According to the Stock Trader’s Almanac, the last trading day before Christmas has the Dow up 5 out of the last 5 and the last trading day of the year has the Nasdaq up 11 of the last 12, and up 29 in a row from 1971 to 1999. We think the year will end in what we call “thin to win.”
Santa Claus rally
MrTopStep has watched for the Santa Claus rally for the last 28 years. While some traders don’t pay much attention to the “seasonalities,” we do. Historical stats are a big part of our trading toolbox and always have been. For those traders who are still trading at year end and have never paid attention to history, we suggest you do.
There are a lot of moving pieces, but let’s narrow it down a bit: The idea is to start buying on the final two days of December, Monday, Dec. 30, and Tuesday, Dec. 31, and hold until Friday, Jan. 4, for an average gain of +1.5% for the S&P since 1953. However, if Santa should fail to call. the bear may come to Broad and Wall. Santa’s failure to show tends to precede bear markets or times when stock can be purchased at lower prices later in the year. To learn more, please click here.
The Asian markets closed mostly higher and Europe is trading mostly higher as well. This week’s holiday economic schedule includes six T-bill or T-bond auctions or announcements, 16 separate economic releases, Thursday’s CME and NYSE early close and Wednesday’s Christmas holiday. Today’s economic calendar starts out with the personal income number, Chicago Fed National Activity Index and consumer sentiment. This week should be extremely slow; today is a full day and tomorrow the S&P will close at 12:15 CT.
Here are links to the CME Christmas and NewYear’s trading schedules (PDF):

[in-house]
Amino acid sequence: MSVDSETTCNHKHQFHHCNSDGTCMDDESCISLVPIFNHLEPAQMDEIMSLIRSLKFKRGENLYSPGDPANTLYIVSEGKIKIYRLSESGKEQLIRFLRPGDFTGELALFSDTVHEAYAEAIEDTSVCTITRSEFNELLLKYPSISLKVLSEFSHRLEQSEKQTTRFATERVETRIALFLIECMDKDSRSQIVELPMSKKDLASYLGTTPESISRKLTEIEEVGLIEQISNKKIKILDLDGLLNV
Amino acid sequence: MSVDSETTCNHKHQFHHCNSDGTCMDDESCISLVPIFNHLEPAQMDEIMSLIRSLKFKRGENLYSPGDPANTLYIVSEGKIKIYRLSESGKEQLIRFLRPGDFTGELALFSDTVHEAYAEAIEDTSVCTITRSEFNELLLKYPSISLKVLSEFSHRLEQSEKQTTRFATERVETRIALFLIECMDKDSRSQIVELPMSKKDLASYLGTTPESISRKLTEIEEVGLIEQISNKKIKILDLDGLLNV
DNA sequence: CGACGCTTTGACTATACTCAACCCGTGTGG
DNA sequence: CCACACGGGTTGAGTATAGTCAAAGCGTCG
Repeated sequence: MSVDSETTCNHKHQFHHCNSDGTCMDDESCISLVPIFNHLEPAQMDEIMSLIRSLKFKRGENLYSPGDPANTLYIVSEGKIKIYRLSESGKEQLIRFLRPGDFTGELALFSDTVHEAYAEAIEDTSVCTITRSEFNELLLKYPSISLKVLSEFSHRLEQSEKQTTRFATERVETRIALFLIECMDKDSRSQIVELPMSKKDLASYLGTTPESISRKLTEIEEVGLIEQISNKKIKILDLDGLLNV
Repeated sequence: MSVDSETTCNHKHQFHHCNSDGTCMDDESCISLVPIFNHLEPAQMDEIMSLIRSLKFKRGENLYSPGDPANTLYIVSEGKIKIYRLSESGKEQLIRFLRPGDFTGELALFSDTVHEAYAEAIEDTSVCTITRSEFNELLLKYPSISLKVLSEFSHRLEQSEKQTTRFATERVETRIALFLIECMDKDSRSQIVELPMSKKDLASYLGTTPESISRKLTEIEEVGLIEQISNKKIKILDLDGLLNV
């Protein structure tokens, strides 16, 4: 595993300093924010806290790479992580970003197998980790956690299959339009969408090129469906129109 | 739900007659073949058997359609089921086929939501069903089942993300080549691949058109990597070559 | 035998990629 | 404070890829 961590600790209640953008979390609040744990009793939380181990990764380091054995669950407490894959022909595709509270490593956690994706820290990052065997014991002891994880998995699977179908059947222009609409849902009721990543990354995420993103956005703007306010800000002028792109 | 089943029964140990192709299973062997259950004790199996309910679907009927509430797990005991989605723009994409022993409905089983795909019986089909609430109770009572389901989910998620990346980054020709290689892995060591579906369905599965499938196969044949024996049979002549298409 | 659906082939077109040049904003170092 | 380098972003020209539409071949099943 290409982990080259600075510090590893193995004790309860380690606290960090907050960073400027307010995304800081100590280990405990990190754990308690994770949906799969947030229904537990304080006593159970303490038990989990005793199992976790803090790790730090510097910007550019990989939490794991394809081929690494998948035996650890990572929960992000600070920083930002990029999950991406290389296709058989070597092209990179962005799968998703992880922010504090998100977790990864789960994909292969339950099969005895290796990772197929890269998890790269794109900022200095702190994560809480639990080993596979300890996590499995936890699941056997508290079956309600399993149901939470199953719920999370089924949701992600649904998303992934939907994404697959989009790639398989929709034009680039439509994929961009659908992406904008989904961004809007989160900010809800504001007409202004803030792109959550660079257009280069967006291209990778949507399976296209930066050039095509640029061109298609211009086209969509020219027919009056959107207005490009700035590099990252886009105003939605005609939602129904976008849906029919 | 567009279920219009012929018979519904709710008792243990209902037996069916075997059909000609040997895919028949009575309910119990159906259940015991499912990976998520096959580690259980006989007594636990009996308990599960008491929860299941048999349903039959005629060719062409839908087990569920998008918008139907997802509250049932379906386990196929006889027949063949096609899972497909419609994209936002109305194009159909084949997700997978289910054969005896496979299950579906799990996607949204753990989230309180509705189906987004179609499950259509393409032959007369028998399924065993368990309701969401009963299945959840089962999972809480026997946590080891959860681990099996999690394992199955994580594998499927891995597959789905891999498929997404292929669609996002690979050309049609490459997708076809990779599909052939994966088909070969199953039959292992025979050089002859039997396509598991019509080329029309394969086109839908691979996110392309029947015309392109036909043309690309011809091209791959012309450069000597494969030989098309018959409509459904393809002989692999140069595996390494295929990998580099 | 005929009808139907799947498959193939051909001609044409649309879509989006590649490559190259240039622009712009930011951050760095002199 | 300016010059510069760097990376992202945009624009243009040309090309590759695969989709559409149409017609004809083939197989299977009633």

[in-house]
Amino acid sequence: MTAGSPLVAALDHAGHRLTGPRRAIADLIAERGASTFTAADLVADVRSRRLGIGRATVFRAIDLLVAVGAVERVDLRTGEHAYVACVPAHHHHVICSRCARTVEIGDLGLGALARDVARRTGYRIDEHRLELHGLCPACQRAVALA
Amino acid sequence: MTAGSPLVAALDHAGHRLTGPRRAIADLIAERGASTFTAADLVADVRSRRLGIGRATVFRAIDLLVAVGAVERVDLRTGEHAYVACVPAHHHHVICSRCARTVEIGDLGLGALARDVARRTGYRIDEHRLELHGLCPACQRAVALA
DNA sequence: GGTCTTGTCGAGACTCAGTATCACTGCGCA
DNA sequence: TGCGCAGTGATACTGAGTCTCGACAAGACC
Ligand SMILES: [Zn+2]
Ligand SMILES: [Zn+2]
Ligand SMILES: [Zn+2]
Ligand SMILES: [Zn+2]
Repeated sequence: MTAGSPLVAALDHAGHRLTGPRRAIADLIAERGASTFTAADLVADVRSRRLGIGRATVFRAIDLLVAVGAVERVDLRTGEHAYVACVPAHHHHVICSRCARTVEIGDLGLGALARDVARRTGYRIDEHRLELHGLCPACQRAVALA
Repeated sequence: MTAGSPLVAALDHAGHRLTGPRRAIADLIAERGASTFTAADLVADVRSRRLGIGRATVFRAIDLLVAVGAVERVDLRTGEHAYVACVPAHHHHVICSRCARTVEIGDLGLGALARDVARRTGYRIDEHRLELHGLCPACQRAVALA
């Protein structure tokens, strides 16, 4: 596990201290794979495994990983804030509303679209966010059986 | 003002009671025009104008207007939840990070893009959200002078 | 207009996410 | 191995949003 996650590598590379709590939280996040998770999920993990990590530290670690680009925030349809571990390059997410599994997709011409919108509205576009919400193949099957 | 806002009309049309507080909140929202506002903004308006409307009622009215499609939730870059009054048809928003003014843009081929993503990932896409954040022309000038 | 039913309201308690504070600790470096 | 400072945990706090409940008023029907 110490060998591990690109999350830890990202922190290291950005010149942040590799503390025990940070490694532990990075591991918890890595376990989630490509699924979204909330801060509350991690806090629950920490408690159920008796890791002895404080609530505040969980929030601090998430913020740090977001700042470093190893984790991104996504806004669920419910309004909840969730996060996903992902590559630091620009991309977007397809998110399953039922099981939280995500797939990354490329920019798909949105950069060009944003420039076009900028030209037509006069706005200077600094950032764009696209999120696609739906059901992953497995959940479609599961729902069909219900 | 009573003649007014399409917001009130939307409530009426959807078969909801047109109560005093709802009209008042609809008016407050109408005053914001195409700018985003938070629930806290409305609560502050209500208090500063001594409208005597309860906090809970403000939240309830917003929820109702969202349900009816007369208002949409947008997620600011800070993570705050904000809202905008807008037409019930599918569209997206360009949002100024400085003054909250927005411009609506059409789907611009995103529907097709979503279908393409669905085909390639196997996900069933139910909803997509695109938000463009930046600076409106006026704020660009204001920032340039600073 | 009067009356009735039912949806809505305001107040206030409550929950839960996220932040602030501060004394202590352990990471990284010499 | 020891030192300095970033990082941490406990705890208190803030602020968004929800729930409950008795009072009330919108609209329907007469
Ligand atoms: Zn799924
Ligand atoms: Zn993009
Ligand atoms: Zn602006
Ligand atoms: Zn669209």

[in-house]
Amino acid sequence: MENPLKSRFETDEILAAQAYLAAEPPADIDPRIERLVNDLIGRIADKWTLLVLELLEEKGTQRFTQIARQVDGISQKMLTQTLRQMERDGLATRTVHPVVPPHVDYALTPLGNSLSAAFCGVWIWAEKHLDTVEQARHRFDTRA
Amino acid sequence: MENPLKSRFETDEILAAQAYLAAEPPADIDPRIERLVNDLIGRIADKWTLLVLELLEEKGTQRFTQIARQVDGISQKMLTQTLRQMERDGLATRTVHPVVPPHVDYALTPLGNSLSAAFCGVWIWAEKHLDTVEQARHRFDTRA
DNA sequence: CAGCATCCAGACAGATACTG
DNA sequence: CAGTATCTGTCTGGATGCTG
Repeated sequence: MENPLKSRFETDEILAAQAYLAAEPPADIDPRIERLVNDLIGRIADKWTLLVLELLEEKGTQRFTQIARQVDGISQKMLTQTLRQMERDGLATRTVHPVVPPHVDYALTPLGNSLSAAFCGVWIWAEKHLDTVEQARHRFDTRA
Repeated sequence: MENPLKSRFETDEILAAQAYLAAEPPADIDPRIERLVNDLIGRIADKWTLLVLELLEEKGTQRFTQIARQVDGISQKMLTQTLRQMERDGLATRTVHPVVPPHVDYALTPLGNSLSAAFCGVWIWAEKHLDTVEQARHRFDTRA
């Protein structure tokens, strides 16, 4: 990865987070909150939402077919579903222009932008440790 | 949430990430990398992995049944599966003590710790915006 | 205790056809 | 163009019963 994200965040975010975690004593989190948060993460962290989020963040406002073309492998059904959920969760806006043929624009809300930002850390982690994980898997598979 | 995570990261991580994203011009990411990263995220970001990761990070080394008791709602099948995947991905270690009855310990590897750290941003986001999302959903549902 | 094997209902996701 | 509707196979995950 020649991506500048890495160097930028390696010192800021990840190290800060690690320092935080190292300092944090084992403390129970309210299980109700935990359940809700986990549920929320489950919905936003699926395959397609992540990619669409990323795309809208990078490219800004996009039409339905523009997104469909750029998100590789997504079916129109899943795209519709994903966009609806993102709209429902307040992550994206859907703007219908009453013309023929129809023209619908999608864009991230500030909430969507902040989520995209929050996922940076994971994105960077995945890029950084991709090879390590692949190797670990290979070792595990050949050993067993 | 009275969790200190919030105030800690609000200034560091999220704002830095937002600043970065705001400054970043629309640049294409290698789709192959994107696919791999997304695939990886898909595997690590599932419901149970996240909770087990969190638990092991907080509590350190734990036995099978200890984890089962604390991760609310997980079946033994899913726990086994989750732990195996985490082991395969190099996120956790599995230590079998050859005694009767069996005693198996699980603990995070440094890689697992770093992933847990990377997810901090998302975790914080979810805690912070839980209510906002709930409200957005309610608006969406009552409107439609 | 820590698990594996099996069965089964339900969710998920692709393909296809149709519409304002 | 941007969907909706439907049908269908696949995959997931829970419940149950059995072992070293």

The last 5 days of the year and the first 2 days of the new year tend to be bullish, but after an almost 60-handle rally in less than two days we think there is also a possibility that today resembles last Thursday, a kind of sideways to down day.
Mondays have not been kind to the S&P, and with tomorrow’s stats showing it as a down day we think it’s important not to get ahead of the market. Remember, if Santa comes to Wall Street, it’s not until till the last two trading days of 2013 and first two of 2014, which is not today or tomorrow.
We lean to higher prices, but we also think if you’re trading you should be a lot more patient. Things are going to get mighty thin over the next 6 days.
As always, don’t forget the 10 handle rule and please use stops …
- In Asia, 9 of 11 markets closed higher: Shanghai Comp. +0.24%, Hang Seng +0.48%, Nikkei 0.07%
- In Europe 10 of 12 markets are trading higher: DAX +0.67%, FTSE +0.62%
- Morning headline: “S&P 500 Futures Up 27% With 6 Tradings Days Left In 2013 ”
- Total volume: 1.36mil ESH and 10.7k SPH traded
- Economic calendar: Personal income, Chicago Fed National Activity Index, consumer sentiment and earnings from CALAMP.
- E-mini S&P 5001822.25+7.75 - +0.43%
- Crude98.55-0.22 - -0.22%
- Shanghai Composite0.00N/A - N/A
- Hang Seng22921.561+109.381 - +0.48%
- Nikkei 22515870.42+11.2 - +0.07%
- DAX9464.79+64.61 - +0.69%
- FTSE 1006661.64+55.06 - +0.83%